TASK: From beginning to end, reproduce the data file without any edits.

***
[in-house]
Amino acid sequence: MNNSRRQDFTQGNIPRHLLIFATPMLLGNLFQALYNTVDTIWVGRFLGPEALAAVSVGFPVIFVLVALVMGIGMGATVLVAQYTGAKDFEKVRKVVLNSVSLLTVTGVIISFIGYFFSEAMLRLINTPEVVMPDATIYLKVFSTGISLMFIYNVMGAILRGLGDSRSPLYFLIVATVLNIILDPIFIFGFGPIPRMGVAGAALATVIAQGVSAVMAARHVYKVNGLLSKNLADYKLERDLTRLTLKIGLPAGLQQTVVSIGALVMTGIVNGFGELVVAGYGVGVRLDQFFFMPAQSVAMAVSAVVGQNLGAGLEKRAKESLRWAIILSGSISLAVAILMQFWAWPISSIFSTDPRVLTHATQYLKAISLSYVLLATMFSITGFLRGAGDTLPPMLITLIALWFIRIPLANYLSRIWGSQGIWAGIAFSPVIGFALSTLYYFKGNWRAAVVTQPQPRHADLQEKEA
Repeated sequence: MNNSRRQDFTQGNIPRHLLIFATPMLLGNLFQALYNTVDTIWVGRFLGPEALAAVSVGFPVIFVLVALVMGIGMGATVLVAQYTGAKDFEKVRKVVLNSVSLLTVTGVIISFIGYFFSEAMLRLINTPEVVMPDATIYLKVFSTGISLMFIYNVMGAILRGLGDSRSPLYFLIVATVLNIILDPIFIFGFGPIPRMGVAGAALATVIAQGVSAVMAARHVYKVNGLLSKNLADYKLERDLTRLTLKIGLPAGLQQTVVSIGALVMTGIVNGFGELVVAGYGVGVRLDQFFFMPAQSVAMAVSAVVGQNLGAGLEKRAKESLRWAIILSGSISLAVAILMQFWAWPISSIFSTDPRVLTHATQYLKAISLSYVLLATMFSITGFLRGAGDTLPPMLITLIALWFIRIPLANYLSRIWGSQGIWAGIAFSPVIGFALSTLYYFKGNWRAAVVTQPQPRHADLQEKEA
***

[in-house]
Amino acid sequence: MNNSRRQDFTQGNIPRHLLIFATPMLLGNLFQALYNTVDTIWVGRFLGPEALAAVSVGFPVIFVLVALVMGIGMGATVLVAQYTGAKDFEKVRKVVLNSVSLLTVTGVIISFIGYFFSEAMLRLINTPEVVMPDATIYLKVFSTGISLMFIYNVMGAILRGLGDSRSPLYFLIVATVLNIILDPIFIFGFGPIPRMGVAGAALATVIAQGVSAVMAARHVYKVNGLLSKNLADYKLERDLTRLTLKIGLPAGLQQTVVSIGALVMTGIVNGFGELVVAGYGVGVRLDQFFFMPAQSVAMAVSAVVGQNLGAGLEKRAKESLRWAIILSGSISLAVAILMQFWAWPISSIFSTDPRVLTHATQYLKAISLSYVLLATMFSITGFLRGAGDTLPPMLITLIALWFIRIPLANYLSRIWGSQGIWAGIAFSPVIGFALSTLYYFKGNWRAAVVTQPQPRHADLQEKEA
Repeated sequence: MNNSRRQDFTQGNIPRHLLIFATPMLLGNLFQALYNTVDTIWVGRFLGPEALAAVSVGFPVIFVLVALVMGIGMGATVLVAQYTGAKDFEKVRKVVLNSVSLLTVTGVIISFIGYFFSEAMLRLINTPEVVMPDATIYLKVFSTGISLMFIYNVMGAILRGLGDSRSPLYFLIVATVLNIILDPIFIFGFGPIPRMGVAGAALATVIAQGVSAVMAARHVYKVNGLLSKNLADYKLERDLTRLTLKIGLPAGLQQTVVSIGALVMTGIVNGFGELVVAGYGVGVRLDQFFFMPAQSVAMAVSAVVGQNLGAGLEKRAKESLRWAIILSGSISLAVAILMQFWAWPISSIFSTDPRVLTHATQYLKAISLSYVLLATMFSITGFLRGAGDTLPPMLITLIALWFIRIPLANYLSRIWGSQGIWAGIAFSPVIGFALSTLYYFKGNWRAAVVTQPQPRHADLQEKEA